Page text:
Carried on for a great many years the business of a gunsmith in Bristol, which is still in the hands of his family, and at the time of the commencement of the Volunteer movement in 1859, he probably knew more of the manufacture and use of weapons for warfare than anyone in the Bristol District, and if the writer is not mistaken, held the contract for the supply of the articles in his line required for the equipment of many of the Volunteers in the West of England. He was a grave, solemn looking man of about medium height, wearing a dark beard, moustache, and spectacles, and a specialist in rifle shooting, in connection with which he won many prizes at the various corps meetings of those days, and practised much at the ranges. He also inaugurated a private range, which was greatly patronized by his customers and others desiring to perfect themselves in shooting, and we think it was eventually taken over by the Bristol Rifles for the use of the members. From his long connection with the manufacture of firearms, he made a constant study of shooting, and was regarded as a high authority on the subject, and his advice was eagerly sought by intending aspirants. Anyone who saw him at work at the butts felt that with him, it was not a pastime, but a serious and important matter to which he devoted his energies and intelligence. He died at an advanced age, regretted by a large circle of comrades and friends by whom he was regarded with respect and esteem.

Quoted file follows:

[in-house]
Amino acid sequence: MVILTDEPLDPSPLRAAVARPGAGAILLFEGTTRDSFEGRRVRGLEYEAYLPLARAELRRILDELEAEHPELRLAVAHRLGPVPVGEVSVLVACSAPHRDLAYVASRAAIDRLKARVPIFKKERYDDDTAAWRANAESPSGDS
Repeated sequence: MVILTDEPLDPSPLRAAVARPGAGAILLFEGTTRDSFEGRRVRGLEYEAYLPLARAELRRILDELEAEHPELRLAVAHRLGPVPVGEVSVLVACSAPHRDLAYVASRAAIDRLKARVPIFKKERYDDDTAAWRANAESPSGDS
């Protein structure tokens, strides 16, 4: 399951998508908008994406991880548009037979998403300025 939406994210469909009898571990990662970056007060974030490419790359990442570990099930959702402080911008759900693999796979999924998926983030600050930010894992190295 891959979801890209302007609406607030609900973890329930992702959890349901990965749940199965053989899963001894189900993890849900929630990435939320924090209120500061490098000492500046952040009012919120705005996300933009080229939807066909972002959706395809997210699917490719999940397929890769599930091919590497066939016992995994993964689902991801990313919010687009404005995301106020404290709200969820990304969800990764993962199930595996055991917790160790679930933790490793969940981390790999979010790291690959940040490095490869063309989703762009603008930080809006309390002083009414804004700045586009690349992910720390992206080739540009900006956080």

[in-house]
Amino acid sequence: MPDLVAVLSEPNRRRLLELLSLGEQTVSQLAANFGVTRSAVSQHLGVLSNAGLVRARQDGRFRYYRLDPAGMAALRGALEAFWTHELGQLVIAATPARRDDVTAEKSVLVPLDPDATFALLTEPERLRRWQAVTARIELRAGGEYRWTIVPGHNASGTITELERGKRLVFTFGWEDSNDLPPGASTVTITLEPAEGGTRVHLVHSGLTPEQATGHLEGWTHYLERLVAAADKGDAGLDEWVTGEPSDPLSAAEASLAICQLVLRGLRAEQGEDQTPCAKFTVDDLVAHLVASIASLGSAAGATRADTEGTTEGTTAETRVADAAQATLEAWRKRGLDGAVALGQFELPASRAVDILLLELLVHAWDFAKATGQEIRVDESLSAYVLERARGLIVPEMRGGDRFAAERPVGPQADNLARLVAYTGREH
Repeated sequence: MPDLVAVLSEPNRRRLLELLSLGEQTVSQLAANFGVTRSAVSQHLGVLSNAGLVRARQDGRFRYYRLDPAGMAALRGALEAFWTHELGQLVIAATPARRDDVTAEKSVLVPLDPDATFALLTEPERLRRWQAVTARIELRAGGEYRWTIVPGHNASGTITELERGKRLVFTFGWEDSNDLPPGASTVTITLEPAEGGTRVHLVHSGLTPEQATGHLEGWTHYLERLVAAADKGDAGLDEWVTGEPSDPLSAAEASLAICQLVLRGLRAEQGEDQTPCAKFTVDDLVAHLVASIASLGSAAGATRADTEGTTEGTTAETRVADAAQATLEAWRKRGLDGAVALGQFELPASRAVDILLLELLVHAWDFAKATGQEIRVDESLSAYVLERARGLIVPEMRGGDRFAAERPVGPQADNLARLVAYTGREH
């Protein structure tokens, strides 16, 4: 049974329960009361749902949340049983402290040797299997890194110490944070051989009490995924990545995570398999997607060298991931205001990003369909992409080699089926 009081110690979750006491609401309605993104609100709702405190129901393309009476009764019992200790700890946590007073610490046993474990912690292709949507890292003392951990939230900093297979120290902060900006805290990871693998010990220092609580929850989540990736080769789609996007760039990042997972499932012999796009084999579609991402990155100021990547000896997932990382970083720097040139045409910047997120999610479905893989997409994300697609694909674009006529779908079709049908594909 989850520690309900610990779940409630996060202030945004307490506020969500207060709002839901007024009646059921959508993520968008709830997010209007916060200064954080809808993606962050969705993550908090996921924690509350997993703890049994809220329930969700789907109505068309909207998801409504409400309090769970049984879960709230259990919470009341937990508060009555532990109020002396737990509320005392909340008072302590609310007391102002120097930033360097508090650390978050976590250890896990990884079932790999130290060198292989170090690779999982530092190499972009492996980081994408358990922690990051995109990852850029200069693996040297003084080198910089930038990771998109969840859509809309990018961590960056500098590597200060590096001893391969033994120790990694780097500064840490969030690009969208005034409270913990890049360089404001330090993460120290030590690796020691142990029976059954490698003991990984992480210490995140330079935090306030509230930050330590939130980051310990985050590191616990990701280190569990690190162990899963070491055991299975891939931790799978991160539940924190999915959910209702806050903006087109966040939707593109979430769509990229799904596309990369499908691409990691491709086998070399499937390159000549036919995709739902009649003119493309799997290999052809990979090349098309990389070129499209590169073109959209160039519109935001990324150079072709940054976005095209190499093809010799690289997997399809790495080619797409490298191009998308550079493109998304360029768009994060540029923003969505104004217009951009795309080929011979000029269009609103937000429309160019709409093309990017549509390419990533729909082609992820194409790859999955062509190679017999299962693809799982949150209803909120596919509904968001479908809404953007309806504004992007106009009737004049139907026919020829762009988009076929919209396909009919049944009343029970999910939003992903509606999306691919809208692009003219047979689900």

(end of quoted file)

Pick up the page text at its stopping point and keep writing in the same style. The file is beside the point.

Source: Bristol Worthies and Other Notable Residents by A. B. Freeman (Burleigh Ltd., Bristol (UK) 1909)